As these events unfolded, Lt. Ledsinger of the Indiana State Police moved through the crowd toward the disturbance, yelling to Mr. Windle and the protestors to step back. Several protesters attempted to grab Mr. Windle's arm and, he contends, hit, slapped, and poked him. An unknown individual pulled Mr. Windle's hat off his head, prompting Mr. Windle to reach out and move in the direction of that person. Lt. Ledsinger reached Mr. Windle at this point, extended his arms and separated Mr. Windle and the other man as they were yelling at each other. In an effort to control the situation, Lt. Ledsinger shouted instructions to the men to “get back.” Defs.' Exh. 6. Mr. Windle and a man wearing a polo shirt continued to argue as Lt. Ledsinger stood between them with his arms extended in an attempt to keep them separated. At approximately this point, two plainclothes Indiana State Troopers, Defendants Trooper Raney (wearing a gray shirt) and Det. Salley (wearing a green shirt), along with three uniformed Indiana State Troopers, including Defendant Trooper Herron, approached the scene from behind Lt. Ledsinger.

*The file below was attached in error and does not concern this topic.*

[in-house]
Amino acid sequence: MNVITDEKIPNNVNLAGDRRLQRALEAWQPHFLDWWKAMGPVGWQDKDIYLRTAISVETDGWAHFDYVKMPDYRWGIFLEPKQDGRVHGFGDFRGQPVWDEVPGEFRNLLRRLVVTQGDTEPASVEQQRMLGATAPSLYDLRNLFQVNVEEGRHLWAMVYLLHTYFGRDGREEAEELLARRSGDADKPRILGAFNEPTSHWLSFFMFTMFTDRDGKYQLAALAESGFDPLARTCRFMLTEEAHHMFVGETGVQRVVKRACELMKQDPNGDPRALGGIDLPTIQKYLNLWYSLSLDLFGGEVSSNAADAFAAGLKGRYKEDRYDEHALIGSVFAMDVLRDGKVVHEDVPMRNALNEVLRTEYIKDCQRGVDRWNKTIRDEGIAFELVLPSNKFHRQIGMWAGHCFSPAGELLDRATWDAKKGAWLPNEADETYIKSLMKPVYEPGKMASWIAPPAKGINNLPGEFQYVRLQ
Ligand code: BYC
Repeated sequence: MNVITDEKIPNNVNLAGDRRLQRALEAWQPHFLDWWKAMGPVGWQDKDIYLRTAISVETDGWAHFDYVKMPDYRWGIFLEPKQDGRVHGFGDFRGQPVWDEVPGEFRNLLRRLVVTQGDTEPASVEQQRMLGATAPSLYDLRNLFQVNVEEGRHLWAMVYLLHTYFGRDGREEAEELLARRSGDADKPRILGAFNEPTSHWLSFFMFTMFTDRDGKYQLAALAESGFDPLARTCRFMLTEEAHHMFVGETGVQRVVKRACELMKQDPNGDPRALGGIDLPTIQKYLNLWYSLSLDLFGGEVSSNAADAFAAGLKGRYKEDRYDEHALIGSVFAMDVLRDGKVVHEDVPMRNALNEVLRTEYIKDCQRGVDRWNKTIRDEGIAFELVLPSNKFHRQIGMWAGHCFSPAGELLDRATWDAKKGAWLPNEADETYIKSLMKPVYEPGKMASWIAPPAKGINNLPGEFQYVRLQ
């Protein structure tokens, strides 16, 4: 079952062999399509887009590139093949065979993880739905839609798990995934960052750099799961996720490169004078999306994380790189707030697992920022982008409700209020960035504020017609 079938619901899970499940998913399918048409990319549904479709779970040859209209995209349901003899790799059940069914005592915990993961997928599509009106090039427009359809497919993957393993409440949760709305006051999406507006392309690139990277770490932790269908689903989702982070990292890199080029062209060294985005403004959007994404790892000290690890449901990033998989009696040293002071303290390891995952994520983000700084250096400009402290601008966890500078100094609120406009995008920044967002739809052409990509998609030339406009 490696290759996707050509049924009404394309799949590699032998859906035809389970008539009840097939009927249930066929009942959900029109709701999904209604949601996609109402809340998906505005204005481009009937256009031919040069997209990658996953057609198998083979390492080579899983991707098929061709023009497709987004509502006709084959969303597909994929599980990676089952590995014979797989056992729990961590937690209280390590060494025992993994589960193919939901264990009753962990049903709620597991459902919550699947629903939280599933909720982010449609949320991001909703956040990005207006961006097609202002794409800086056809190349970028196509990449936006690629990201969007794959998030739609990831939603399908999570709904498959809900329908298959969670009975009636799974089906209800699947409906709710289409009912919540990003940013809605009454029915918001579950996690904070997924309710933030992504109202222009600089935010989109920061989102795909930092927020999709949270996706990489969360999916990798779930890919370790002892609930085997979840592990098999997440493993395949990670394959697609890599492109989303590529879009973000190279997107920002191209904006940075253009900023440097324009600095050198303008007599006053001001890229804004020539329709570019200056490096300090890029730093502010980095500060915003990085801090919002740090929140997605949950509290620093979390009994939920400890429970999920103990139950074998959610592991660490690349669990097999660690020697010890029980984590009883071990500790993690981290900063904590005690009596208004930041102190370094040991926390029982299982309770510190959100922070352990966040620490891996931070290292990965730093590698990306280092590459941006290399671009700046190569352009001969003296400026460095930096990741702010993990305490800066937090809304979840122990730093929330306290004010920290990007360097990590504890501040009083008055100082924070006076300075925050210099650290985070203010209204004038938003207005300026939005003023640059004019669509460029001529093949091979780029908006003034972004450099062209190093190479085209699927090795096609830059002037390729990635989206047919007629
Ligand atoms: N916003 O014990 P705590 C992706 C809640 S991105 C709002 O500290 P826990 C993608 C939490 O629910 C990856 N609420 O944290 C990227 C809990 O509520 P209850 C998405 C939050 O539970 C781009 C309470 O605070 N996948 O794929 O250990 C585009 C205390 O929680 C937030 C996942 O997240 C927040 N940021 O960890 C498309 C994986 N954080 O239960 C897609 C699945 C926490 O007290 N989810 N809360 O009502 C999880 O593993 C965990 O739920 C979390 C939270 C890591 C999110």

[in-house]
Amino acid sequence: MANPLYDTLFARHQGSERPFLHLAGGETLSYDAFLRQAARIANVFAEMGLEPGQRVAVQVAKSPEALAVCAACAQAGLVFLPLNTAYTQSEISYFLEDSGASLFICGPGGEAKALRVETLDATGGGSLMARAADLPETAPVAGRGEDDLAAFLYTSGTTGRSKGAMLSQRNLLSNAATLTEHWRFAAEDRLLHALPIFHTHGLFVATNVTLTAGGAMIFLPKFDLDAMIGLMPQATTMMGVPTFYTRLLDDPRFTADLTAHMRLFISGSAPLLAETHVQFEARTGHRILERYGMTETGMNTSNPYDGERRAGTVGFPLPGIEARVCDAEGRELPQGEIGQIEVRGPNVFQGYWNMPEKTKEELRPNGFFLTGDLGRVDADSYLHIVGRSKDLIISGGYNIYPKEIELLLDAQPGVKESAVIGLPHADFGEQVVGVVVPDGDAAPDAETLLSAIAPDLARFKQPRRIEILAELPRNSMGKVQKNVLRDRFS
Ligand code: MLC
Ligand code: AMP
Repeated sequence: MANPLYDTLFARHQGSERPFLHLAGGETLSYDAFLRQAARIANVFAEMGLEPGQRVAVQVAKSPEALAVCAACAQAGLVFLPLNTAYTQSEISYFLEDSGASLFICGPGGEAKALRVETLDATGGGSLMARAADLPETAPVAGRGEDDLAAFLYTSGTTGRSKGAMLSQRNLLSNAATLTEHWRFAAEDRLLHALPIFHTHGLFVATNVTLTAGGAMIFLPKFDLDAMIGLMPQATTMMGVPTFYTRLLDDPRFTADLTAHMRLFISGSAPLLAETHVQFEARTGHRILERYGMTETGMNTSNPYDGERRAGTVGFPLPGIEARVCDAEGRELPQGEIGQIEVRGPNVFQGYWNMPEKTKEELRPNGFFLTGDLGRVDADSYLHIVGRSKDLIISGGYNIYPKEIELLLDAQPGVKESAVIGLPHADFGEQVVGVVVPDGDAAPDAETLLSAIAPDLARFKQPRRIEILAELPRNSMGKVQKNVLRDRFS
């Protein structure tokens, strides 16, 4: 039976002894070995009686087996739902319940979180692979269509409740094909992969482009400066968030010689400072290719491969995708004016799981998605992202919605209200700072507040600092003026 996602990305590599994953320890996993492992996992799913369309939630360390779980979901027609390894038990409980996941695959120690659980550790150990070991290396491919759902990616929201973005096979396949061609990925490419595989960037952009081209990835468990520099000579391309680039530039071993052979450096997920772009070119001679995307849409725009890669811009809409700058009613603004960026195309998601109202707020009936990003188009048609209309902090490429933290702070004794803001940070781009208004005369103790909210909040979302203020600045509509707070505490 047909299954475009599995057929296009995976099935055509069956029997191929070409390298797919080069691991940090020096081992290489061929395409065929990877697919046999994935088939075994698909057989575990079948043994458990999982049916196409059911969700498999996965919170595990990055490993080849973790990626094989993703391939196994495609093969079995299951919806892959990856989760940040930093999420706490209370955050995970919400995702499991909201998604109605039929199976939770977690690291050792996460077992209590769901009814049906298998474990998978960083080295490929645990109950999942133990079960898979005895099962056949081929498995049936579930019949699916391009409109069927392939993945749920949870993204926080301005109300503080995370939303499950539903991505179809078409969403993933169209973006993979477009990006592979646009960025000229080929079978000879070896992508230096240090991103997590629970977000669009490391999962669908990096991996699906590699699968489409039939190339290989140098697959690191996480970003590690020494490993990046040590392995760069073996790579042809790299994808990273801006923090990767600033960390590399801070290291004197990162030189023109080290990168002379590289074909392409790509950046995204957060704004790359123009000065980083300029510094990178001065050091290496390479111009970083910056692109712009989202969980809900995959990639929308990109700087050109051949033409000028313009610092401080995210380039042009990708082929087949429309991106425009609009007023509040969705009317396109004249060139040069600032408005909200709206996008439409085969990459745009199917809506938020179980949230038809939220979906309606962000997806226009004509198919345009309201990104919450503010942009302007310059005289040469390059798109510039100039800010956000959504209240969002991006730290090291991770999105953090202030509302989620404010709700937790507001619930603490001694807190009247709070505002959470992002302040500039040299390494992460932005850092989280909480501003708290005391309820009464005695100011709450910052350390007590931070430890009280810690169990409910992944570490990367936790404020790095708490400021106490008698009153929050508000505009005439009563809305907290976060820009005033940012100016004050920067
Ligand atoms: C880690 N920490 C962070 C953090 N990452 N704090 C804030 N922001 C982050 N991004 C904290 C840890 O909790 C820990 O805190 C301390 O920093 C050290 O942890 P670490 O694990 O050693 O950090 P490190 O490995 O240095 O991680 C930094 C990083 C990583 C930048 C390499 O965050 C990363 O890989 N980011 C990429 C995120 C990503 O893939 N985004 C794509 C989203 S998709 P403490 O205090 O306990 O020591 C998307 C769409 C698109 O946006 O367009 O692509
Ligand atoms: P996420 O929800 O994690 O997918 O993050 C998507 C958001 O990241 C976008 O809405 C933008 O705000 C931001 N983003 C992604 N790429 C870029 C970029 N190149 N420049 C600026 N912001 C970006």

Mr. Windle continued pointing and shouting at the man who had taken his hat, shaking off various individuals in the crowd who were trying to restrain him. According to Mr. Windle, he was attempting to identify for Lt. Ledsinger the man who had taken his hat. Lt. Ledsinger turned toward Mr. Windle and with his hands on Mr. Windle's chest, began walking him backward, pushing him away from the crowd to a location between parked vehicles in the parking lot. In the process of being walked backward, Mr. Windle stumbled and then fell straight back onto the concrete. Unable to brace himself with his hands as he fell, he hit his head on the pavement. Defendants contend that Mr. Windle's fall occurred as a result of his having simply lost his balance, but Mr. Windle claims that his fall was caused by Lt. Ledsinger pushing him roughly in the chest with both hands and “slam[ming him] to the ground.” Windle Dep. at 197.